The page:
Now that Windows Vista is available for both professional and home use, many .NET developers are starting to look into what it will take to develop applications for the new operating system. In this special report, SearchVB.com provides a look at what is new in the Windows Vista and Office 2007 user experience. There is also some expert advice for developers who want to take advantage of these new features by using Visual Studio 2005 and the .NET Framework 3.0.
|PODCAST: .NET Development and Windows Vista|
Windows Vista is finally here, and with it comes a new UI for the Office suite, a more robust SharePoint and plenty "plumbing" code that need not be rewritten time and time again. Bill Steele and Anand Iyre, two MSDN developer evangelists, recently talked to SearchVB.com about these new features and what they will mean for .NET developers.
|ARTICLE: What Windows Vista means for .NET developers|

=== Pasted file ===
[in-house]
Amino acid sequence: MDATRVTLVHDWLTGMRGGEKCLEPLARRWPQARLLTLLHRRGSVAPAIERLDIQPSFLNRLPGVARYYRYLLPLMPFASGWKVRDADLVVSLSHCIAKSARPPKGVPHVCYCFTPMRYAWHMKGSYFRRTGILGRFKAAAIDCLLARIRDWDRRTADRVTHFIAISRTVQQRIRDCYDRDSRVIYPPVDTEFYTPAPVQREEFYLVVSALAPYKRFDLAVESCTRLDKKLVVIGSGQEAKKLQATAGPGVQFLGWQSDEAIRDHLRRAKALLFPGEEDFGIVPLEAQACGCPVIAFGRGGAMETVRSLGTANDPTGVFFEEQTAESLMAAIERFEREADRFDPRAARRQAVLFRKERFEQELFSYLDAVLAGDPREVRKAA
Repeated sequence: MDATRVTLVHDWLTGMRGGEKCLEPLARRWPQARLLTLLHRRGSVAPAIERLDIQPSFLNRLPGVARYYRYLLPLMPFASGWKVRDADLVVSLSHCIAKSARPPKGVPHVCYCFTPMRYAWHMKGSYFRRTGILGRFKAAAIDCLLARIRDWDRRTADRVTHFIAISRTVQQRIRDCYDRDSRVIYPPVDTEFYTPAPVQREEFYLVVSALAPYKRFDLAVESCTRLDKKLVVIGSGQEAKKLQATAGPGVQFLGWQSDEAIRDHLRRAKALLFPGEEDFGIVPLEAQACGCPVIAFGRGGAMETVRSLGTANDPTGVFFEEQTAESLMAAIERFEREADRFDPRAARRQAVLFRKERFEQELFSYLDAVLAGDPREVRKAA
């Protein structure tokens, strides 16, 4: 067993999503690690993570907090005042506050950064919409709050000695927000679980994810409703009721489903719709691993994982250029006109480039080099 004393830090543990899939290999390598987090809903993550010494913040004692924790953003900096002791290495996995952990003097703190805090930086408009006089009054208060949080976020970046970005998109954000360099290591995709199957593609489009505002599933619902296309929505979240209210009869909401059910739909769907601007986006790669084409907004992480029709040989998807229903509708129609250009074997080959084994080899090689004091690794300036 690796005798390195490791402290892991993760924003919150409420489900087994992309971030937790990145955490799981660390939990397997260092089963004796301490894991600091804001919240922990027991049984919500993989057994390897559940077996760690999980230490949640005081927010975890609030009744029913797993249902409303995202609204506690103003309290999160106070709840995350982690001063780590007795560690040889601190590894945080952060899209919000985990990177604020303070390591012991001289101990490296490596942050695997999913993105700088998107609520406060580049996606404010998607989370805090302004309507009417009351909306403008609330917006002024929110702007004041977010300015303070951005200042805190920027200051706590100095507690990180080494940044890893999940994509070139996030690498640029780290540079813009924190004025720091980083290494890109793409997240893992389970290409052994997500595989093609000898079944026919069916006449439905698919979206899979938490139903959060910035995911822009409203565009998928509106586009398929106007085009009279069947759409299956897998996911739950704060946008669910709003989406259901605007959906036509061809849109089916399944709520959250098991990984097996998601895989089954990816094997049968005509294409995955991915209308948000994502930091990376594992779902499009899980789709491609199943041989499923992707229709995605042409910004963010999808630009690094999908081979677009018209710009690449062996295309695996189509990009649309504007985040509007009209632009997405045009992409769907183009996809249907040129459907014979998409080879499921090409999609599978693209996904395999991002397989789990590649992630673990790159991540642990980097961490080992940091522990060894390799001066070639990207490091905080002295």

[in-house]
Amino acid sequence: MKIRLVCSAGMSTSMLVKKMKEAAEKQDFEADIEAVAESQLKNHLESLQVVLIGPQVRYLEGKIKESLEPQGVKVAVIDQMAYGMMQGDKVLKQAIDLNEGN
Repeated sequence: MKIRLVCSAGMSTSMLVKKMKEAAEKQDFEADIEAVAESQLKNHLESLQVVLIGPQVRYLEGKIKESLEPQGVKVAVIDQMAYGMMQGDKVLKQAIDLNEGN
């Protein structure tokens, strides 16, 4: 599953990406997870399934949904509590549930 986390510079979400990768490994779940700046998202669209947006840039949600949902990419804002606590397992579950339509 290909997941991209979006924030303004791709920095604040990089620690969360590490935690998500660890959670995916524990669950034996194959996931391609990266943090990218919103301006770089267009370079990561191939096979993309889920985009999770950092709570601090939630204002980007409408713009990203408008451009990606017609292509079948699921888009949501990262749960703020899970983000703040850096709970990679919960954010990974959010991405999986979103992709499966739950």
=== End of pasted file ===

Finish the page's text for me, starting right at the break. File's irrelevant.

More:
From the Office 2007 Ribbon to Visual Basic 6 support and a Registry "Jedi mind trick," Microsoft says there is a lot for developers to like about the new Windows Vista. This article covers the many new things that can be done with Vista and identifies a few things that cannot be done.
|ARTICLE: Using WPF to give .NET apps what's missing|
Microsoft's "Ready for a New Day" Vista launch tour is showing developers how to use .NET 3.0 and Visual Studio 2005 to mimic the operating system's new user experience.
|TIP: Windows Vista development resources|
The release of Windows Vista has brought about a plethora of tips, tutorials and other resources. Here we link to some of the most helpful Vista resources for .NET developers.
|FROM THE VAULT: Related Resources from SearchVB.com|
Windows Presentation Foundation | Windows Communication Foundation | Windows Workflow Foundation
Windows Presentation Foundation | Windows Communication Foundation | Windows Workflow Foundation | Windows CardSpace
This was first published in February 2007